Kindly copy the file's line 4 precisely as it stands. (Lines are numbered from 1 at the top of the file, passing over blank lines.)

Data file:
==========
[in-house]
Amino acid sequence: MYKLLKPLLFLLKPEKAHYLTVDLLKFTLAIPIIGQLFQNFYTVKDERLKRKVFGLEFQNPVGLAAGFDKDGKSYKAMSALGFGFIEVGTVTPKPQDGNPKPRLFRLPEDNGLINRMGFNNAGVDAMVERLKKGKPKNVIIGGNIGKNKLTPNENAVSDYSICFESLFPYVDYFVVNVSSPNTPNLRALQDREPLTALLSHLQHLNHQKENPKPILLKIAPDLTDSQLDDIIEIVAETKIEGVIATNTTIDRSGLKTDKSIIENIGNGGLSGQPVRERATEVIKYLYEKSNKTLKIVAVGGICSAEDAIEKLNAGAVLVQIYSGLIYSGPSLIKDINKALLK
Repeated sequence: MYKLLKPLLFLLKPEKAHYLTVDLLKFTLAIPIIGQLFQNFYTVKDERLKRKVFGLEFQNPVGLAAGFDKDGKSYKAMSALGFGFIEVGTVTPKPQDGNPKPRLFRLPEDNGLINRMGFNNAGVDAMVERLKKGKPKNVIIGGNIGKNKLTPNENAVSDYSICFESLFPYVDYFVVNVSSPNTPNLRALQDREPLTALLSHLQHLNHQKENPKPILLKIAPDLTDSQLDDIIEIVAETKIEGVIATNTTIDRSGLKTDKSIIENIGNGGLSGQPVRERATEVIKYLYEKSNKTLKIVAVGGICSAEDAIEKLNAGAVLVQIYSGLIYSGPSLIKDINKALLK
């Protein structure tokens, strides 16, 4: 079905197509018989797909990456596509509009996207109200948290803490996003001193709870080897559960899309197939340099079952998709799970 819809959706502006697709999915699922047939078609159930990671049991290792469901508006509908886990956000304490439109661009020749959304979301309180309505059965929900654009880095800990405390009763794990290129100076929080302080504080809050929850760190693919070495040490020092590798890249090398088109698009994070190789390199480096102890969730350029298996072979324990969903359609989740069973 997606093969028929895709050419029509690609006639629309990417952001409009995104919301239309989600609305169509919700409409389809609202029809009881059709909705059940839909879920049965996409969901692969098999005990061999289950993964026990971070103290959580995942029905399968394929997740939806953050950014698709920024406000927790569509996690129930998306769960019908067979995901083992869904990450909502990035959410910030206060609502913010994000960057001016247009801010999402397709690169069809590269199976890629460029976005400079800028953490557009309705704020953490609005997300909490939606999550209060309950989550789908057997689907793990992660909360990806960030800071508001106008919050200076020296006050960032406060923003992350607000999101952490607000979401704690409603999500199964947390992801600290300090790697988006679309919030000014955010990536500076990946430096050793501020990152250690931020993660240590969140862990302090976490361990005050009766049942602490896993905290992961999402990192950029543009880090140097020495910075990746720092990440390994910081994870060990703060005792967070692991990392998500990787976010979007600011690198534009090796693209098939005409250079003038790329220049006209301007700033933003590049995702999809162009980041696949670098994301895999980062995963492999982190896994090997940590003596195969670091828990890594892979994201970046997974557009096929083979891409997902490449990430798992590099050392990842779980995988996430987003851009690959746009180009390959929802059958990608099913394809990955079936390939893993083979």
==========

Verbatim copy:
């Protein structure tokens, strides 16, 4: 079905197509018989797909990456596509509009996207109200948290803490996003001193709870080897559960899309197939340099079952998709799970 819809959706502006697709999915699922047939078609159930990671049991290792469901508006509908886990956000304490439109661009020749959304979301309180309505059965929900654009880095800990405390009763794990290129100076929080302080504080809050929850760190693919070495040490020092590798890249090398088109698009994070190789390199480096102890969730350029298996072979324990969903359609989740069973 997606093969028929895709050419029509690609006639629309990417952001409009995104919301239309989600609305169509919700409409389809609202029809009881059709909705059940839909879920049965996409969901692969098999005990061999289950993964026990971070103290959580995942029905399968394929997740939806953050950014698709920024406000927790569509996690129930998306769960019908067979995901083992869904990450909502990035959410910030206060609502913010994000960057001016247009801010999402397709690169069809590269199976890629460029976005400079800028953490557009309705704020953490609005997300909490939606999550209060309950989550789908057997689907793990992660909360990806960030800071508001106008919050200076020296006050960032406060923003992350607000999101952490607000979401704690409603999500199964947390992801600290300090790697988006679309919030000014955010990536500076990946430096050793501020990152250690931020993660240590969140862990302090976490361990005050009766049942602490896993905290992961999402990192950029543009880090140097020495910075990746720092990440390994910081994870060990703060005792967070692991990392998500990787976010979007600011690198534009090796693209098939005409250079003038790329220049006209301007700033933003590049995702999809162009980041696949670098994301895999980062995963492999982190896994090997940590003596195969670091828990890594892979994201970046997974557009096929083979891409997902490449990430798992590099050392990842779980995988996430987003851009690959746009180009390959929802059958990608099913394809990955079936390939893993083979």